One audience member had difficulty voting due to cell phone signal complications, and yelled “Don’t go with Sprint!” out loud. It was the most engaged crowd of moviegoers (who took the time to participate in Urbanworld’s audience voting process) that I’ve ever seen at a film festival. Let’s just hope Sprint didn’t cost any of the filmmakers the Audience Award.

Dar Noir director Hamadi Mwapachu flew from Tanzania to New York, whipped out a laptop and showed clips of his film to anyone within reach. Having attended screenings in previous years where there were between 9-15 people at AMC theater (in Times Square!), I’ve seen firsthand how Urbanworld filmmakers can learn a lot from his tenacity in making sure Dar Noir was on everyone’s radar. Photographer Deb Marcano, who supports independently produced work made in Africa, missed much of Queen of Katwe to check out Mwapachu’s film.

After emphasizing the production value of a key scene, Mwapachu also described New York as a “beautiful city” full of nice people; while informing me of Tanzanians’ reservations about traveling to the U.S. due to the way the media portrays people and places here.

'She's Got a Plan' Director Fatima Washington attends the Urbanworld Film Festival 2016. Photo by Deb MarcanoThe World Premiere of Fatima Washington’s dramedy She’s Got a Plan reignited the drive in Marcano, who is producing an Ethiopian documentary.

Starring Faizon Love, Paula Jai Parker and Golden Brooks, She’s Got a Plan examines class and culture in Hollywood through an aspiring writer-director who has given herself 30 days to make her dreams come true. Marcano cites the film as being just what she needed to watch for motivation in doing work that she loves as an photographer and filmmaker.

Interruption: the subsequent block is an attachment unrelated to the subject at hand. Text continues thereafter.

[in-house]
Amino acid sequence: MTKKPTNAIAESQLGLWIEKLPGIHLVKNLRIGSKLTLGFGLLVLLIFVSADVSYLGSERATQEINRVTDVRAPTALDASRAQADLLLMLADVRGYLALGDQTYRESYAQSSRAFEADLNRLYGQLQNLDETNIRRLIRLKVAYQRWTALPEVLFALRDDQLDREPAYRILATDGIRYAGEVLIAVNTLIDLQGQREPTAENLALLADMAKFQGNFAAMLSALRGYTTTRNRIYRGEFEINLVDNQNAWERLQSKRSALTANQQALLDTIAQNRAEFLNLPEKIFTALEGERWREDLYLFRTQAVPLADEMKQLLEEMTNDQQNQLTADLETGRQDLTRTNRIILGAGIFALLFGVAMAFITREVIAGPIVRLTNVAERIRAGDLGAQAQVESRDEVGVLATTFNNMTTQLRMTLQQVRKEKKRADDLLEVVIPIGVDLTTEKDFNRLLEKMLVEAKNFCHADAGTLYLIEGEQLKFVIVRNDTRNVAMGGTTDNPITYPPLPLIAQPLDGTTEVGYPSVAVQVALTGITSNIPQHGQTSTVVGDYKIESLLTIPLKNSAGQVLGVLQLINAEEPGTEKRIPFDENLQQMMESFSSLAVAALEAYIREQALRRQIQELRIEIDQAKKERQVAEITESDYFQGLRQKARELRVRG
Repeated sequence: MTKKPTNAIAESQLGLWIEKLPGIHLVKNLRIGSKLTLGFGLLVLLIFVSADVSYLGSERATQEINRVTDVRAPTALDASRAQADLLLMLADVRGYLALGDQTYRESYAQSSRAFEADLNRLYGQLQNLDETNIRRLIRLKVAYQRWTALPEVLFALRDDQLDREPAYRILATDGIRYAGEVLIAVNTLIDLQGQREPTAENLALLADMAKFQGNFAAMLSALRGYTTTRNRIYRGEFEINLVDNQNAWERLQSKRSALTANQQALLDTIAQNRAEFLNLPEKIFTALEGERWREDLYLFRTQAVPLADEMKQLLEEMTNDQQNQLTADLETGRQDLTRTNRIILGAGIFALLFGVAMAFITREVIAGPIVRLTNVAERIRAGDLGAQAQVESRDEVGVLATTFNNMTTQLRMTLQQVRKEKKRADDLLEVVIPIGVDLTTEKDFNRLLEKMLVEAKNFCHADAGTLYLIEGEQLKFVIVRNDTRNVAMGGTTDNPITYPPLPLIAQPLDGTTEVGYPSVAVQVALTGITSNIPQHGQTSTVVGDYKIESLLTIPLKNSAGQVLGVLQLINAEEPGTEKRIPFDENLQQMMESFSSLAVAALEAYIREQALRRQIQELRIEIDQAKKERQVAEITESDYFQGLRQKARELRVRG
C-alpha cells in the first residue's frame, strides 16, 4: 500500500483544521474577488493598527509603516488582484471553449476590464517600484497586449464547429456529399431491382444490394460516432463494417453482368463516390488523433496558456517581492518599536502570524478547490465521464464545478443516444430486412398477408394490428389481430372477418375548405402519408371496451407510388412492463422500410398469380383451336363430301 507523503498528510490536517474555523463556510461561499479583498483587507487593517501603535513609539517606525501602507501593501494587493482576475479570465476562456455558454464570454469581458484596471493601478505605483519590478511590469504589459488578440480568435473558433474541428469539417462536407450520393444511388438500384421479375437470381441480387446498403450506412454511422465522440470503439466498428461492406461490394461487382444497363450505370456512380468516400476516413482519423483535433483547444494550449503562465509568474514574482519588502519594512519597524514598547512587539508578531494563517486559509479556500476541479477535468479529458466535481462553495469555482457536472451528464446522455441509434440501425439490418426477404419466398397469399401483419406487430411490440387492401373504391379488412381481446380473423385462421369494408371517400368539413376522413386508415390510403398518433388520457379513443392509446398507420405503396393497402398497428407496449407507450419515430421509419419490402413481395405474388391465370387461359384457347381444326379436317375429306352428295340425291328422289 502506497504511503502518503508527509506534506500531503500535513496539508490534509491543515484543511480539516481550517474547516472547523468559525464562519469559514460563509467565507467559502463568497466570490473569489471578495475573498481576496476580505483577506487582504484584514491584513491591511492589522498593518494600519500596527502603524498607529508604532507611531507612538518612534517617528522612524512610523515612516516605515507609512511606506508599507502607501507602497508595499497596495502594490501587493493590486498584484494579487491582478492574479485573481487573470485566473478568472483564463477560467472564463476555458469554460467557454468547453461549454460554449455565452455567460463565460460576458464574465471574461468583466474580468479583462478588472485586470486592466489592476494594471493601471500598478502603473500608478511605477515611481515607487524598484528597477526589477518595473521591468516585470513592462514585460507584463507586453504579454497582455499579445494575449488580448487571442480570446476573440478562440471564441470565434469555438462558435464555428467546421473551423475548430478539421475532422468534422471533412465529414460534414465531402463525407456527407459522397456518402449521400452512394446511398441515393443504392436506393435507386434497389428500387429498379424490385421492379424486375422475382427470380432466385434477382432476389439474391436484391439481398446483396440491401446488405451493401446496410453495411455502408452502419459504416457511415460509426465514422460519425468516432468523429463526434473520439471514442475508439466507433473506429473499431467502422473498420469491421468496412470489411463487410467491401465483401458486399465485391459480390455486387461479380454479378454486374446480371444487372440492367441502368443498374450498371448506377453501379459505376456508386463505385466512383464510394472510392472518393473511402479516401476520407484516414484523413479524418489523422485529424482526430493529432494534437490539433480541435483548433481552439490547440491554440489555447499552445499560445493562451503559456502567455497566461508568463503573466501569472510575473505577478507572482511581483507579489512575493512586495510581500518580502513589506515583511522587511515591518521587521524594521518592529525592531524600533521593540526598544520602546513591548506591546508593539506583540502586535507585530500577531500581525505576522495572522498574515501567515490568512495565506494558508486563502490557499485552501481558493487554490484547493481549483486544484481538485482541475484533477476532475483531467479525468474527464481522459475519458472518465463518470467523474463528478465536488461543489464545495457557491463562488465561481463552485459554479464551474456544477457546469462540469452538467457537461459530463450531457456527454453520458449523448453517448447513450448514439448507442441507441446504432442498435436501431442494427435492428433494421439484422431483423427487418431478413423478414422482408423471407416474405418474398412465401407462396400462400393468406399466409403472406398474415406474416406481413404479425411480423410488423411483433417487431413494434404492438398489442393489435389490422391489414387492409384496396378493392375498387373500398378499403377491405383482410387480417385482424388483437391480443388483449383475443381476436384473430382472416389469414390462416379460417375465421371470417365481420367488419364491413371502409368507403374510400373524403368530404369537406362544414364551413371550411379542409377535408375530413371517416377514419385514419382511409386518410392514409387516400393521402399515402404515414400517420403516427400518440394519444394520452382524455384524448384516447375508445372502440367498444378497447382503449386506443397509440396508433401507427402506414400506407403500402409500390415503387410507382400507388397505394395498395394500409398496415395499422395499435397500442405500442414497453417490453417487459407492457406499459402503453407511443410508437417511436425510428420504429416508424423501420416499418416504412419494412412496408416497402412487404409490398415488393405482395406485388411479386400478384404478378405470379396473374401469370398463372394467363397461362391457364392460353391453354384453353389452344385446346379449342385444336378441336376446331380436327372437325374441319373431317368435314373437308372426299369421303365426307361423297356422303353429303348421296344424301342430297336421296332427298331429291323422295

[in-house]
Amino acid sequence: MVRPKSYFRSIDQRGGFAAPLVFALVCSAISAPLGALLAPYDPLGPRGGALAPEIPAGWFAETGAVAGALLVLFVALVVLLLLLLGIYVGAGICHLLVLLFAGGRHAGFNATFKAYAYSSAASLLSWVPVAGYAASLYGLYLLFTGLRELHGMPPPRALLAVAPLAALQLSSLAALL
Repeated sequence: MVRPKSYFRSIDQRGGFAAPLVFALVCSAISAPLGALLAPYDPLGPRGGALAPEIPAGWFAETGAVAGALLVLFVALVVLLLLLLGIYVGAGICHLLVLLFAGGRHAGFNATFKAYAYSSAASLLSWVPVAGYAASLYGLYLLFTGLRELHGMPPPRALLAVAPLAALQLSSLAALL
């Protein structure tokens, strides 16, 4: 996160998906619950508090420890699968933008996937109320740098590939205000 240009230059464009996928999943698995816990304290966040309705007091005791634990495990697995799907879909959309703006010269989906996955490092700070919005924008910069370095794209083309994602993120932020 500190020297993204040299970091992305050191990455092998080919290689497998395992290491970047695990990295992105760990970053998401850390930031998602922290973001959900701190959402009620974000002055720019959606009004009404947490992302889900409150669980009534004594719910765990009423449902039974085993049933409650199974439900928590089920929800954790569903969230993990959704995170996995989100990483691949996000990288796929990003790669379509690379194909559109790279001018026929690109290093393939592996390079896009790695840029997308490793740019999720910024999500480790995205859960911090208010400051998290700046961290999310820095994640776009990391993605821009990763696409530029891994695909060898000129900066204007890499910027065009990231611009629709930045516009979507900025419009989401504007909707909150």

Executive producers Gina Prince-Bythewood and Reggie Rock Bythwood gave up their seats to fellow attendees at the highly anticipated screening of their upcoming series Shots Fired.

It was a standing-room only event, as AMC reached capacity for festivalgoers eager to get a first-look at this prime time drama that examines racially charged shootings in a small southern town. Those who weren’t positioned along the walls of the theater found a spot to sit on the stairs. The program, starring Sanaa Lathan, Helen Hunt, Stephan James, Tristan Wilds and Will Patton, is presented by FOX.

What (traditional) medium do YOU think best represents the world we live in – Film or Television?

What are YOUR favorite movie moments from the month of September?

Friday
Sep092016

Disney's 'Queen of Katwe' is Key Player in Lineup of African Films at Urbanworld 

The Urbanworld Film Festival, which celebrates its 20th Anniversary this month, is known for showcasing hearty stories about communities of color in all corners of the world including the Caribbean and Latin America. This year is no different with its centerpiece screening of Queen of Katwe starring Oscar winning actress Lupita Nyong’o and Golden Globe® nominee David Oyelowo.

Presented by Disney, this sports drama is based on the true story of a young girl named Phiona who sold vegetables on the streets of an impoverished slum in Uganda.

Phiona's world changes when she meets a mentor and pursues her dream of becoming a world chess champion.

Festivalgoers who plan to attend the Queen of Katwe screening are in for a treat. Not only because you get to see this movie before it hits theaters; in the company of the filmmakers and industry creatives like Selma director Ava DuVernay, Awkward Black Girl creator Issa Rae, Love & Basketball star Sanaa Lathan and The Secret Life of Bees director Gina Prince-Bythewood. You can make a day of it, as 'Queen of Katwe' sits among an assorted group of narrative feature films from Africa playing at Urbanworld, which runs September 21-25, 2016.